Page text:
I had the priviledge of seeing a bootleg copy of the film about Lonnie Frisbee
a few months ago. I've been thinking about blogging about it ever since, but have not wanted to sound like a life critic or know-it-all about something that I only know about 2nd hand. So the thoughts in this post are just my impression of things based on people who I know that loved & cared for Lonnie as well as other perceptions that I have.
From my perspective...
The film starts out giving a full history of Lonnie, the Jesus Movement in the 60s & 70s & into the history of Calvary Chapel & the Vineyard. It is so great to see old video footage, voice recordings & photos of what God was doing in even setting the stage for what many of us are experiencing now. Amazing stories of healing & the divine breaking into the lives of regular people in completely non-hyped ways.
It then goes into some of the personal problems that Lonnie had over his tumoltus life with his marrage, sexuality, ministry affliations, AIDS, etc. I was impressed by how the film shares these darker parts of Lonnie's life.
Toward the end it ends up portraying John Wimber & the Vineyard movement (as well as the Calvary Chapel guys) as being hateful & actually states that they "erased him from their history" due to his having homosexual relationships & dying of AIDS. To me it appears to take the route of 'the establishment' verses Lonnie, the misunderstood genius who has been written out of history because he didn't conform.
This is where it really bugged me.
The piece about Lonnie being left out of Vineyard history (I don't know much about documentd Calvary history) is just untrue. Yes, in Power Evangelism Wimber refers to Lonnie as "the young man", so I can see where there could be some foulplay there, BUT in all the other published documents (the 2 that I know of), Lonnie is talked about, sometimes in detail:
- In The Way it Was, Carol Wimber shares about Lonnie by name (& that books is not meant to be a Vineyard history, but rather a book about John).
- In The Quest for the Radical Middle there is a whole chapter all about Lonnie, his life & his impact on the Vineyard.
We have some very good friends who were close friends with Lonnie (photos with their kids, a painting that he had done & given to them is on their wall, etc).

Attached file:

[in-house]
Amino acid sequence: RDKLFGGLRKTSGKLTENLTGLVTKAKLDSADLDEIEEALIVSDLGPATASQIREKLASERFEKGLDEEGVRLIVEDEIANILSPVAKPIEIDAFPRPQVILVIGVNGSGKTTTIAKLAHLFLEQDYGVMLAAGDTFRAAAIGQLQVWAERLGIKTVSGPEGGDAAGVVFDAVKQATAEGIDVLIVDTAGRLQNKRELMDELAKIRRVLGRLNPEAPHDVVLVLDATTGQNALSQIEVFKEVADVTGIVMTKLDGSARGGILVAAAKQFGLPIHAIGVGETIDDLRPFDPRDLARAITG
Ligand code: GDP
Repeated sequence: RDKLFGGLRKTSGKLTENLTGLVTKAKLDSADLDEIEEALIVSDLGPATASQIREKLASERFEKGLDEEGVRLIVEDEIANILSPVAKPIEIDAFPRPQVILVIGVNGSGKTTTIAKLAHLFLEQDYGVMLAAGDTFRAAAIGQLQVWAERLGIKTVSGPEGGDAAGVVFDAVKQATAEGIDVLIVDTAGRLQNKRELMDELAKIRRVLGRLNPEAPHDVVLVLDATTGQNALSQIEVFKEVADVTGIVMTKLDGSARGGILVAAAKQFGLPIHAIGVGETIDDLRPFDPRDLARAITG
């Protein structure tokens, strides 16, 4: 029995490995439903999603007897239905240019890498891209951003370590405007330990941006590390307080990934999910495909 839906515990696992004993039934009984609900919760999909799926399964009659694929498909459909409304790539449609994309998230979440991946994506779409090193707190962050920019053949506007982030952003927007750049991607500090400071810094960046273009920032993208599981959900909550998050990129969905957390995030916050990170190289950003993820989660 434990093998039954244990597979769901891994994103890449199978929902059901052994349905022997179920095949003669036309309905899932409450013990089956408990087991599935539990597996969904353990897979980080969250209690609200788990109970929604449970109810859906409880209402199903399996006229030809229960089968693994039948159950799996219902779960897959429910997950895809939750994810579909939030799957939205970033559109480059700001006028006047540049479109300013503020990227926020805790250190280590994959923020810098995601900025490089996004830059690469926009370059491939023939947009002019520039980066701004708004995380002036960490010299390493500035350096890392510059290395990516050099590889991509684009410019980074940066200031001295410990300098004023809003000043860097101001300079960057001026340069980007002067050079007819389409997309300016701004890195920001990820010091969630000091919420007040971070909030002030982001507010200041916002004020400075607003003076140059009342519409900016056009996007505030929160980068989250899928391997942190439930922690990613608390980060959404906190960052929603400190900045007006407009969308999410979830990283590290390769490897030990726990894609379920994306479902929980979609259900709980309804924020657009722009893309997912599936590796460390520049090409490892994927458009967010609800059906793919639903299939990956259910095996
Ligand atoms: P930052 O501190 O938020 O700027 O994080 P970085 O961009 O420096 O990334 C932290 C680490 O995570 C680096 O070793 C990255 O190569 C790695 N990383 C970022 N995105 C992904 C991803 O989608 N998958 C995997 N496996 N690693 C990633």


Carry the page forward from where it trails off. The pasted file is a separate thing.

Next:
According to our friends, the last few times they saw Lonnie (which was in the very early 90s, I believe) he was wanting them to choose sides, my friend made it sound like he was bitter & pushing for what he wanted. Not being misunderstood, but being under authority & accountable leadership. From these same sources, I understand that the Vineyard leaders made sure Lonnie was financially ok & didn't screw him when removing him from a very public platform. That they more took care of business as need be (but with grace for him as friend & individual). If you watch Lonnie's memorial service on Google Video
, it appears that Wimber had contributed something (I dunno if that was friendship, financially or what) towards him very late in his life (per some of the comments made).
I have been involved in the removal of public leaders from their place. So I know what it's like when someone agrees & humbly steps down yet stays in community. I also know what it's like to have to pull someone out kicking and screaming... in many cases they leave with the attitude of "screw them". (Not that my impression is that he was full-on like this, but just to illustrate the polar ends of this thing).
So basically, I think people should see this. They should know these stories, if interested. But I was disappointed in the villification of the Vineyard in it. Some of the facts seem slanted & put us in a poor light.
I wonder if Lonnie was still alive, what he would think about the way this story is told? I wonder if people will see this and automatically write off some of the established leaders as "just more bigots & haters"? The impression it left me was of Lonnie, the gifted martyr.
I don't want to start an ongoing commentary on Lonnie's life here, but if any of you who knew him have any comments, feel free (or not) to comment.